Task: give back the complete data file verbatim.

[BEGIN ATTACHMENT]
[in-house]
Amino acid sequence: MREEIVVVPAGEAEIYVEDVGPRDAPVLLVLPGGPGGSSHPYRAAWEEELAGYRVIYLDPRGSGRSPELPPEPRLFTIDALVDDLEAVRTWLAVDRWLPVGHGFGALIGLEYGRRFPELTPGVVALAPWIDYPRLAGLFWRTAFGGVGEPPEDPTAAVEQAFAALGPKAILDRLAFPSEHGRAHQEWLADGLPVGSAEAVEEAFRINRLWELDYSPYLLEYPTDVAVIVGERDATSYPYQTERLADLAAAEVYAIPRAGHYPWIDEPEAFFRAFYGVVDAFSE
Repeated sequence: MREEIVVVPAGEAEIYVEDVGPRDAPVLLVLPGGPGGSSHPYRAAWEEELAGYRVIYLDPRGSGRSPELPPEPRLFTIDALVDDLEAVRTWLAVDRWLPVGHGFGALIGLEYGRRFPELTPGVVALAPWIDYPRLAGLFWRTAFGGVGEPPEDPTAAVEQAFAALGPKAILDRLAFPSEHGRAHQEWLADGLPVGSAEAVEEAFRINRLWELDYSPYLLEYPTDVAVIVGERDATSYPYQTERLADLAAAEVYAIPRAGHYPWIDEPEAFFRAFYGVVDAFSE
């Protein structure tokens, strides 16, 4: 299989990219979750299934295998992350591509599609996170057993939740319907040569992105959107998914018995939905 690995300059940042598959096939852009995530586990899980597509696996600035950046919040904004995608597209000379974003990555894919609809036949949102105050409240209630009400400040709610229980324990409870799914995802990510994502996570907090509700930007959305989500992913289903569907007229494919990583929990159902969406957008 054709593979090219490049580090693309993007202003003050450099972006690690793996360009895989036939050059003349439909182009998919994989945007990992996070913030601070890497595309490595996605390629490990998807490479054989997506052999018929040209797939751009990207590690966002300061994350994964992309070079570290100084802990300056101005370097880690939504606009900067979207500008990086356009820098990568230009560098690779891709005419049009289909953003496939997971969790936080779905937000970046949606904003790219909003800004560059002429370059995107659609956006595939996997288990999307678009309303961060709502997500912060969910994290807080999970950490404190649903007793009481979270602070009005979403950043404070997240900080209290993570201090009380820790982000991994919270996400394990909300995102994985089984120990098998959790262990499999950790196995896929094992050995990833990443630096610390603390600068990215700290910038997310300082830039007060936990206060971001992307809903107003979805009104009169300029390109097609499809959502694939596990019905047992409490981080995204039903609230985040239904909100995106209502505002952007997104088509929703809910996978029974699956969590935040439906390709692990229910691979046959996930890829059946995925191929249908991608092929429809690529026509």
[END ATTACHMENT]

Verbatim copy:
[in-house]
Amino acid sequence: MREEIVVVPAGEAEIYVEDVGPRDAPVLLVLPGGPGGSSHPYRAAWEEELAGYRVIYLDPRGSGRSPELPPEPRLFTIDALVDDLEAVRTWLAVDRWLPVGHGFGALIGLEYGRRFPELTPGVVALAPWIDYPRLAGLFWRTAFGGVGEPPEDPTAAVEQAFAALGPKAILDRLAFPSEHGRAHQEWLADGLPVGSAEAVEEAFRINRLWELDYSPYLLEYPTDVAVIVGERDATSYPYQTERLADLAAAEVYAIPRAGHYPWIDEPEAFFRAFYGVVDAFSE
Repeated sequence: MREEIVVVPAGEAEIYVEDVGPRDAPVLLVLPGGPGGSSHPYRAAWEEELAGYRVIYLDPRGSGRSPELPPEPRLFTIDALVDDLEAVRTWLAVDRWLPVGHGFGALIGLEYGRRFPELTPGVVALAPWIDYPRLAGLFWRTAFGGVGEPPEDPTAAVEQAFAALGPKAILDRLAFPSEHGRAHQEWLADGLPVGSAEAVEEAFRINRLWELDYSPYLLEYPTDVAVIVGERDATSYPYQTERLADLAAAEVYAIPRAGHYPWIDEPEAFFRAFYGVVDAFSE
């Protein structure tokens, strides 16, 4: 299989990219979750299934295998992350591509599609996170057993939740319907040569992105959107998914018995939905 690995300059940042598959096939852009995530586990899980597509696996600035950046919040904004995608597209000379974003990555894919609809036949949102105050409240209630009400400040709610229980324990409870799914995802990510994502996570907090509700930007959305989500992913289903569907007229494919990583929990159902969406957008 054709593979090219490049580090693309993007202003003050450099972006690690793996360009895989036939050059003349439909182009998919994989945007990992996070913030601070890497595309490595996605390629490990998807490479054989997506052999018929040209797939751009990207590690966002300061994350994964992309070079570290100084802990300056101005370097880690939504606009900067979207500008990086356009820098990568230009560098690779891709005419049009289909953003496939997971969790936080779905937000970046949606904003790219909003800004560059002429370059995107659609956006595939996997288990999307678009309303961060709502997500912060969910994290807080999970950490404190649903007793009481979270602070009005979403950043404070997240900080209290993570201090009380820790982000991994919270996400394990909300995102994985089984120990098998959790262990499999950790196995896929094992050995990833990443630096610390603390600068990215700290910038997310300082830039007060936990206060971001992307809903107003979805009104009169300029390109097609499809959502694939596990019905047992409490981080995204039903609230985040239904909100995106209502505002952007997104088509929703809910996978029974699956969590935040439906390709692990229910691979046959996930890829059946995925191929249908991608092929429809690529026509």